October begins tomorrow and that means Oktoberfest both in its birth place in Bavaria (and Germany in general), but also all over the world. I was first introduced to it as a Freshman at the University of Waterloo, and if you can’t make it to Munich for Oktoberfest, I would say Kitchener/Waterloo would be a good place to visit, as it is quite the festival. A great deal of beer is drunk, but there is a great deal of wonderful food, Oompah bands and polka, polka, polka! I tended to Polka a lot better after a few beers (or that was my opinion, my wife claims I actually don’t know how to Polka). My favorite Polka band? Not Walter Ostanek of course it was the Schmenge Brothers (a video clip at the end with their smash hit Cabbage Rolls and Coffee).

A new Trudeaumania coming? I can only hope, to drive the PQ Crazy in Quebec, anybody west of Dryden and everyone else. Can this young man polarize a nation the way his Father did? It sure would make for  a much more interesting political world, but it all remains to be seen.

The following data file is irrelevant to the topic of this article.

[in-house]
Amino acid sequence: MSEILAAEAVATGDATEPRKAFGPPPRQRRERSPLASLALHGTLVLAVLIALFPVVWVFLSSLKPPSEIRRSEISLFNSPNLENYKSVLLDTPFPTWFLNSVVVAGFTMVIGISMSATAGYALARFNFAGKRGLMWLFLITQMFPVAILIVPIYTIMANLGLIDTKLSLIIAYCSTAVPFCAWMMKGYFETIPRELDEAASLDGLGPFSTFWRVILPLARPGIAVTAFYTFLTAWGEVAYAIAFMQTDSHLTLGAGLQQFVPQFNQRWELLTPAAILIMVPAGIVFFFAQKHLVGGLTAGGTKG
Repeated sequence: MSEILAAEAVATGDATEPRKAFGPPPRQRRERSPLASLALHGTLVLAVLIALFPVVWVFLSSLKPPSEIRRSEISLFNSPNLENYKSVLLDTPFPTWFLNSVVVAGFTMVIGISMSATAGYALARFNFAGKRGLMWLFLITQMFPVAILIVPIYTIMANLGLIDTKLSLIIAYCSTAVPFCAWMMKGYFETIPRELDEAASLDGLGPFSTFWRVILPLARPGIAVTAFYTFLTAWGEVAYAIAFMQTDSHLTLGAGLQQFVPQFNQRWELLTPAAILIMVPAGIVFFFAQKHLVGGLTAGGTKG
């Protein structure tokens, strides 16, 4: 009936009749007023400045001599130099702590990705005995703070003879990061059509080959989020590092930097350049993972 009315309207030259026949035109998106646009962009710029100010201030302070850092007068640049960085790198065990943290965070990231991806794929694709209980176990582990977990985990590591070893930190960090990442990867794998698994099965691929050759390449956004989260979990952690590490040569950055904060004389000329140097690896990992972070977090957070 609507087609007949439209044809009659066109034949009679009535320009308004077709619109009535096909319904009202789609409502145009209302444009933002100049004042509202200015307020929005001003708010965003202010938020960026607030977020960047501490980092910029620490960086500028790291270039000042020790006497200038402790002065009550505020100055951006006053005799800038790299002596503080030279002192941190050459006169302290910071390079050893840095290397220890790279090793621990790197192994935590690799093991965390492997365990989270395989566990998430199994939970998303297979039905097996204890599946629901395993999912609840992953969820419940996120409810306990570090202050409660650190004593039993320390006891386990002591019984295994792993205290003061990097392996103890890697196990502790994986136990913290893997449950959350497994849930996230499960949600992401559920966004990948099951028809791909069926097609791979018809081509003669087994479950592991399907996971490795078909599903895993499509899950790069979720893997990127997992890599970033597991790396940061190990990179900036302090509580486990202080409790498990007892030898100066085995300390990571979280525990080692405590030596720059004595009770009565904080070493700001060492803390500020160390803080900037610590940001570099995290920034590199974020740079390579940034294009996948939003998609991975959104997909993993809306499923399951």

Bad Beef? It’s all coming from Canada, and it seems to be making lots of folks sick (and making more of us try to get our money back from our Grocery stores). The joys of E.Coli and beef, just make sure you cook it good!

No E.coli in my Twitter feed this week, but lots of blasts from the past (like Trudeaumania):

Now hopefully the coffee is brewed and the cabbage rolls are ready:


NFL Refs are Back, Free Tuition and Friday #Shoutouts

After my concerted efforts with both sides, the NFL referees have returned to work, well OK, I bitched about it on-line and an agreement went into place the same day, so I had nothing to do with it, but I am still happy to see this (if anything it will shut up those Packer fans about how they were robbed and such). I think that fan outcry helped resolve this situation, and the NFL decided it was hurting their product to have this hanging over their heads (they would have no refs if they could, but figured throwing the officials a bone wouldn’t hurt their bottom line too much).